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Anthrax Open Up About First New Album in Eight Years

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When did you realize that Anthrax, Metallica, Megadeth, and Slayer were carving their own niche?
I don't think we knew in the early days that this was going to have a significant effect on the world, as far as music went. We were just playing what we felt was metal. It wasn't up until about 1986 that the phrase "Big 4" was put on it.

I've heard that Anthrax befriended Metallica during their brief relocation to Queens, New York in 1983.
I think that's where the bond came from, because there was good camaraderie at that point. They were living out of their rehearsal room, and Scott gave them a microwave and some other stuff. I remember they went out to do a few shows, and their gear got ripped off in I think Boston. They were doing this to make money to get overseas to go record Ride the Lightning. I remember they used our gear to do some of the shows. It was just like that back then – "whatever you need."

For better or for worse, did Anthrax create "rap metal"?
I think the thing we did with Public Enemy [a remake of "Bring the Noise"] was the real catalyst for it. You could say Aerosmith and Run-DMC brought it to a more mainstream audience [with "Walk This Way"]. But nothing really happened after that. And we didn't do "I'm the Man" because of that, we were way into rap before that. Here's a bit of trivia – originally, the Beastie Boys were going to do the rap on "I'm the Man." We had conflicting schedules and couldn't get it together, and then we just ended up doing it. If I had to say, Public Enemy and Anthrax took it to more of that "street vibe." Made it cool for white kids to explore or open their mind to that kind of music – which they wouldn't have.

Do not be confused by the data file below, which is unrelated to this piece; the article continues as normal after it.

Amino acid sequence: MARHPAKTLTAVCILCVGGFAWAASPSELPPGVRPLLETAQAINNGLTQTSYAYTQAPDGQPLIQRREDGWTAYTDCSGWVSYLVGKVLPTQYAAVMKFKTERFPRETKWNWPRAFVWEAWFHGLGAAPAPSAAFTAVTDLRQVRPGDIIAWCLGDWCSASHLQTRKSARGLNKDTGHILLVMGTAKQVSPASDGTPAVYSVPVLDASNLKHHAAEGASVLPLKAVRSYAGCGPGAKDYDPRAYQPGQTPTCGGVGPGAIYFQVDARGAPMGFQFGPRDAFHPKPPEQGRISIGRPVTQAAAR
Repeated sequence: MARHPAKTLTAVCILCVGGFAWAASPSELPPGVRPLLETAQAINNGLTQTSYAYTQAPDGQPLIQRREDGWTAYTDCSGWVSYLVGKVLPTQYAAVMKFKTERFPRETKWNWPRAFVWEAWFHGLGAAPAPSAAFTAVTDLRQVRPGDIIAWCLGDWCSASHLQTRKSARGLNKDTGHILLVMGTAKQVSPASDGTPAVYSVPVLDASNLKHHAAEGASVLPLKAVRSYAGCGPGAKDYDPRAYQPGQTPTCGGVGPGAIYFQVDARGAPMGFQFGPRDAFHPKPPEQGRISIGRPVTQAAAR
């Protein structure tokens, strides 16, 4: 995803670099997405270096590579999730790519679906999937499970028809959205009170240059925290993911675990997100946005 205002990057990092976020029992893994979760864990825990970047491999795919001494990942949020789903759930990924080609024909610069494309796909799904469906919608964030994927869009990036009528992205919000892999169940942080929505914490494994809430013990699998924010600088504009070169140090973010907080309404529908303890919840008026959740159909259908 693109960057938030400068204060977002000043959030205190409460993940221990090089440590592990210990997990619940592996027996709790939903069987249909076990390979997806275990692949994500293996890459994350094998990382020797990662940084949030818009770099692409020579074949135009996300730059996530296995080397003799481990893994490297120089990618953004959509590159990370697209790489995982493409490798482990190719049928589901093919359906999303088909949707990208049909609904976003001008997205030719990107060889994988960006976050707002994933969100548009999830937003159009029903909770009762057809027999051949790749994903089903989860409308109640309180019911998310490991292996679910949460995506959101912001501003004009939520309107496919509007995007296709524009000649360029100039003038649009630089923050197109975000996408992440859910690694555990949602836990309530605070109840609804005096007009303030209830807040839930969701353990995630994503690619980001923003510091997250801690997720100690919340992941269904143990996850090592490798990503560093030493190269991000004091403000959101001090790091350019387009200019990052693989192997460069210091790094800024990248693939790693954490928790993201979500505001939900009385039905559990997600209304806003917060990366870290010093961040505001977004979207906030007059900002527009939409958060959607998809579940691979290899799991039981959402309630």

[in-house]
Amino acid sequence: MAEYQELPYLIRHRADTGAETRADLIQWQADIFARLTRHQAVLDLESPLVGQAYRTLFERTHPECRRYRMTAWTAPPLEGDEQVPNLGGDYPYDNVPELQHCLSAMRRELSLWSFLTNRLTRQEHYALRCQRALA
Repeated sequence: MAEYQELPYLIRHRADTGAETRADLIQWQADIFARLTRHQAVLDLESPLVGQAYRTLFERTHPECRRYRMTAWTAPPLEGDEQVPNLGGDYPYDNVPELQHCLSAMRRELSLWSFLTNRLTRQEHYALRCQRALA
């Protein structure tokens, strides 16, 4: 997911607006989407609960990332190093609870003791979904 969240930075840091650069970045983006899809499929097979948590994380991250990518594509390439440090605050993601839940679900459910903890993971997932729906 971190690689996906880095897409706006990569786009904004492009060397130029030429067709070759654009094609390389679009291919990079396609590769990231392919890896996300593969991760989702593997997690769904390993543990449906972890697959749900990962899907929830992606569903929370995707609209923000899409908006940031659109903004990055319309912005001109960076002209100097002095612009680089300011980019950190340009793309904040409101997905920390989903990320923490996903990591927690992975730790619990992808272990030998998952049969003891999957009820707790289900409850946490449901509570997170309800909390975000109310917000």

Have you had to break up any fights between Dave Mustaine and Metallica during these Big 4 dates?
Oh, every day! To quote Alice in Chains, "It ain't like that anymore."

Lastly, what can fans expect from the Big 4 show this Saturday?
We're going to bring the whole European vibe to America. Finally.

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Song Stories

“Money For Nothing”

Dire Straits | 1984

Mark Knopfler wrote this song with Sting, and it wasn’t without controversy. The Dire Straits frontman's original lyric used the word “faggot” to describe a singer who got their “money for nothing and their chicks for free.” Even though the slur was edited out in many versions, the band, and Knopfler, still took plenty of criticism for the term. “I got an objection from the editor of a gay newspaper in London--he actually said it was below the belt,” Knopfler told Rolling Stone. Still, "Money For Nothing," undoubtedly augmented by its innovative early computer-animated video, stayed at Number One for three weeks.

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